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How retailers and logistics companies are delivering on unprecedented shopper demand amid ‘weather bomb’ conditions this Christmas

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Christmas demand is proving challenging for logistics business Yodel as it struggles to catch up with the sheer volume of orders.

Its executive chairman Dick Stead wrote to distribution service centres this week, saying that collections would be halted yesterday and today before restarting on Monday. “This is not a decision that we have taken lightly but one that we have had to take to protect service levels,” he said.

In the letter, Stead said: “Black Friday and Cyber Monday exceeded all analysts’ expectations and in many cases orders for UK retailers were double the previous record level set last year.” He said Manic Monday promotions had also driven parcel volumes.

In order to clear backlogs, the letter said, there would be no service centre collections on Thursday and Friday of this week but that regular collections would restart on Monday.

In a statement, Yodel was keen to reassure customers that deliveries would be continuing.

At the same time, a much reported ‘weather bomb’ is hitting the UK, with high winds, rain and even potentially snowy weather. All have implications for logistics capabilities in coming day.

In the light of Yodel’s experience, we’ve asked a range of retailers and logistics companies how they’re dealing with demand and deliveries this Christmas.

Amazon , which this Christmas is delivering some parcels itself through Amazon Logistics but also uses a range of third-party delivery companies, said in a statement: “Amazon orders continue to be processed and delivered in the normal time frame. For example, Prime customers can order for next-day delivery.” The retailer has contingency plans in place that mean if a carrier was unable to deliver at any time, it would route orders through an alternative partner.

Chris Wermann, corporate affairs director at Argos , said the retailer had extended delivery times by up to two days following Black Friday, when it experienced “unprecedented demand”. But he said it had now caught up and was back to normal delivery times. “We believe we’re in good shape to supply our customers’ needs,” he said, pointing to Argos’ ability to use its stores as distribution centres, supplied by the hub and spoke distribution which is largely managed by its own logistics staff.

He said home delivery accounted for only about 15% of Argos’ online orders, with check and reserve generally accounting for a third of orders, but rising to 50 or 60% over Christmas. Of home deliveries, he said, only a small proportion were made by Yodel, meaning that its current delays had a “minor” impact on the business. He said as snowy weather moved further south Argos would get more items to stores, reducing the potential for logistics issues. However, he predicted, there would be bigger peaks in demand to come as shoppers used check and reserve for last-minute orders.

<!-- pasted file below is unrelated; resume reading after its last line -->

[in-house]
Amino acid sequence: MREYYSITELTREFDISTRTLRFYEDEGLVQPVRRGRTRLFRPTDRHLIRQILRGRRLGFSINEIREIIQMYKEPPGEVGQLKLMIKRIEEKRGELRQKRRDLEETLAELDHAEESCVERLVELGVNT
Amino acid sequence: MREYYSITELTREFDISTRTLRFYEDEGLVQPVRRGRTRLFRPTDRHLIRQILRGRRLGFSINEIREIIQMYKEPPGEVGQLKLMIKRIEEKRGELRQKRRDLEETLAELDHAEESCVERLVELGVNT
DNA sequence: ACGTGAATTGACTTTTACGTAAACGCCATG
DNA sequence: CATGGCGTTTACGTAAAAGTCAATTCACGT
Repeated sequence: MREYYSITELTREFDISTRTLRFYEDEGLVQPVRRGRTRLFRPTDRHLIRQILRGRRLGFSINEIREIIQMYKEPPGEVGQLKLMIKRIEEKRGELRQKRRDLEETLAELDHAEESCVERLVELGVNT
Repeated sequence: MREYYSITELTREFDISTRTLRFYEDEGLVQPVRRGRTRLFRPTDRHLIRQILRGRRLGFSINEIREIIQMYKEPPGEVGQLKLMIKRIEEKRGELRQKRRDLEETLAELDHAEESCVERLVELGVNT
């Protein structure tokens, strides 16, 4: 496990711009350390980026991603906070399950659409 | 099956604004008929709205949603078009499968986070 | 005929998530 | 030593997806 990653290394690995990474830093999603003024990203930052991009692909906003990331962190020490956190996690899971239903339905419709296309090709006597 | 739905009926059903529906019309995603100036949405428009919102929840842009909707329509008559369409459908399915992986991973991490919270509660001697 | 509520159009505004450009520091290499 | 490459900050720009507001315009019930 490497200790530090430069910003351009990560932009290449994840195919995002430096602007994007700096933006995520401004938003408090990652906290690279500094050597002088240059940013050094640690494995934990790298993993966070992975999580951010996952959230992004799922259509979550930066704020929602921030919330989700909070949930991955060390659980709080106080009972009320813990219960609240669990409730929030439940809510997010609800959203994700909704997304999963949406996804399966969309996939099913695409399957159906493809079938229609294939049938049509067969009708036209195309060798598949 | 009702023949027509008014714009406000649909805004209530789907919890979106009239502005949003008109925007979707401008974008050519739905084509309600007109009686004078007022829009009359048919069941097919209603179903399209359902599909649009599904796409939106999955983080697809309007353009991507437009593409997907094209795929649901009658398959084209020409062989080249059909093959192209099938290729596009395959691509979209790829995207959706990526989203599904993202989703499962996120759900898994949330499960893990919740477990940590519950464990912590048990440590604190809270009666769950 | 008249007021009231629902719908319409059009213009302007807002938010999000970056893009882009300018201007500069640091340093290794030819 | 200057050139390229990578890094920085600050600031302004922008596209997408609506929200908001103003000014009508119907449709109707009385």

Royal Mail said all was going well, so far, this Christmas. A spokesperson said: “Christmas is the busiest time of the year for Royal Mail and we plan all year round to help ensure we deliver the best possible service to our customers. All our postmen and women continue to work very hard to help deliver Christmas for our customers.

“Royal Mail has opened a dedicated network of ten temporary parcel sort centres for the Christmas period and employed an additional 19,000 temporary staff as part of its festive operation. We have recruited around 1,300 additional agency drivers to support around 2,300 lorry drivers Royal Mail employs all year to transport our mail bag to our centres the length and breadth of the UK.”

A spokesperson for delivery company Hermes said: “We can confirm that we currently have no exceptional operational issues, and all retailer parcel collections are being made. That said our network is extremely busy and has consistently been delivering over 1.1 million parcels a day.

“The ‘weatherbomb’ in the North has caused some challenges particularly in Scotland where there were several accidents caused by high winds on the motorway network. We were also affected by temporary closures on the M6.

“There is no doubt that this is the busiest period we have seen in our history.”

CollectPlus’ deliveries and collections are handled by Yodel, which co-owns the company together with PayPoint. In a statement CollectPlus said: “Due to increased parcel volumes over the peak trading period and following the huge number of online sales made throughout Black Friday, Cyber Monday and subsequent retail promotions, our customers may be experiencing a delay to our service.

“During this time CollectPlus Send and Return parcels will continue to be collected from our stores, whilst Click & Collect orders from CollectPlus retail partners will continue to be delivered into our stores on a daily basis for customer collection. In some cases, customers may experience a delay with their deliveries.

“Our priority is to our customers and our retail clients and we are working closely with Yodel to ensure all parcels are delivered as soon as possible.”

Roger Sumner-Rivers, managing director of online international couriers ParcelHero said: “Even though the success of Black Friday internet sales was unprecedented, ParcelHero and our quality partners such as DHL and UPS have been closely planning for this season all year, and have factored in a significant rise in online sales traffic. We are not anticipating any significant delays and are picking up as normal.”

We’ll update this story throughout the day as more retailer and logistics companies tell us how they are handling distribution demand this Christmas. If you have a comment, add it below or email chloe at internetretailing dot net.

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